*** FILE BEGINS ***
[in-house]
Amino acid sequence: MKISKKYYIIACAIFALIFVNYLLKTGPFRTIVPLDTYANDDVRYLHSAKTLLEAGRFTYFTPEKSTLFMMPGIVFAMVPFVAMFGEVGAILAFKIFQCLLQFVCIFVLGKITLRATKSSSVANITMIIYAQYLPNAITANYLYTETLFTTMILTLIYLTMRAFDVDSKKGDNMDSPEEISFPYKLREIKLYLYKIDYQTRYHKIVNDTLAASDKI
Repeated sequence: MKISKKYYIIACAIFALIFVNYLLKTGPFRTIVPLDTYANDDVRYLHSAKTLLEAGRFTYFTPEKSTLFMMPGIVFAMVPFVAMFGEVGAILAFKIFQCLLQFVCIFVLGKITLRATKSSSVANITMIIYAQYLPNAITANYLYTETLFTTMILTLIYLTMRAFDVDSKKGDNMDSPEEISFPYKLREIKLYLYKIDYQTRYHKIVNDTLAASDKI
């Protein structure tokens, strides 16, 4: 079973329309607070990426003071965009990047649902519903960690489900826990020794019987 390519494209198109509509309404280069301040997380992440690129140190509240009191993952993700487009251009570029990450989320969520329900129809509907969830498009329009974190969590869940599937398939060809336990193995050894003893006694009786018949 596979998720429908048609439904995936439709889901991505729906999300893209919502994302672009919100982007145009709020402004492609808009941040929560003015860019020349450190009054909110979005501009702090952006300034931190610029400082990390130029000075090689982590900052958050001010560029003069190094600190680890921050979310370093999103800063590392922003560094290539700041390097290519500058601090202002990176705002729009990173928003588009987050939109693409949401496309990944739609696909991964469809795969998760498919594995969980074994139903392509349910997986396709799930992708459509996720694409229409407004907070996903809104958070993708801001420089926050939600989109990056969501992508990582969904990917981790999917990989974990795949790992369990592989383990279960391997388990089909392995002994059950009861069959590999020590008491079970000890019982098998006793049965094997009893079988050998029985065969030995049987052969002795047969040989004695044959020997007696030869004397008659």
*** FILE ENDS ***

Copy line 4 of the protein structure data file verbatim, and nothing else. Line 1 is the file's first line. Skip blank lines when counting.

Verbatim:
């Protein structure tokens, strides 16, 4: 079973329309607070990426003071965009990047649902519903960690489900826990020794019987 390519494209198109509509309404280069301040997380992440690129140190509240009191993952993700487009251009570029990450989320969520329900129809509907969830498009329009974190969590869940599937398939060809336990193995050894003893006694009786018949 596979998720429908048609439904995936439709889901991505729906999300893209919502994302672009919100982007145009709020402004492609808009941040929560003015860019020349450190009054909110979005501009702090952006300034931190610029400082990390130029000075090689982590900052958050001010560029003069190094600190680890921050979310370093999103800063590392922003560094290539700041390097290519500058601090202002990176705002729009990173928003588009987050939109693409949401496309990944739609696909991964469809795969998760498919594995969980074994139903392509349910997986396709799930992708459509996720694409229409407004907070996903809104958070993708801001420089926050939600989109990056969501992508990582969904990917981790999917990989974990795949790992369990592989383990279960391997388990089909392995002994059950009861069959590999020590008491079970000890019982098998006793049965094997009893079988050998029985065969030995049987052969002795047969040989004695044959020997007696030869004397008659």